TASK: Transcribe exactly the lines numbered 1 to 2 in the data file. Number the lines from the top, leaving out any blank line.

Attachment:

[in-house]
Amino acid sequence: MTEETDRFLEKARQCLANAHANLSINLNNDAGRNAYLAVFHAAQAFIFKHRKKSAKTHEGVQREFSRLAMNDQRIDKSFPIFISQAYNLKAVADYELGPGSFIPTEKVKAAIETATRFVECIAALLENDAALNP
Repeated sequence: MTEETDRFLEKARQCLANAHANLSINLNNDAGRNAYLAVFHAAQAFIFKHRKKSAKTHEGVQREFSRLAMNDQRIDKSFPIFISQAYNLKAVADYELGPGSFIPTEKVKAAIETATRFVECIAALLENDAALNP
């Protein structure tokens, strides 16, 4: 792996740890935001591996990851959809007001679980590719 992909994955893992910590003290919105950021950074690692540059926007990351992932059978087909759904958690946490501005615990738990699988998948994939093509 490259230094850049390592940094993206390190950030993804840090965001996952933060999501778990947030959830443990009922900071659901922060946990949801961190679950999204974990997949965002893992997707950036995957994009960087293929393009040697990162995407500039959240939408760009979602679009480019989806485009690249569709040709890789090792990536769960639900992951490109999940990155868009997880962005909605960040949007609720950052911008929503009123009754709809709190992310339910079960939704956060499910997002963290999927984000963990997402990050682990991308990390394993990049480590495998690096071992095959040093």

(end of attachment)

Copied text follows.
[in-house]
Amino acid sequence: MTEETDRFLEKARQCLANAHANLSINLNNDAGRNAYLAVFHAAQAFIFKHRKKSAKTHEGVQREFSRLAMNDQRIDKSFPIFISQAYNLKAVADYELGPGSFIPTEKVKAAIETATRFVECIAALLENDAALNP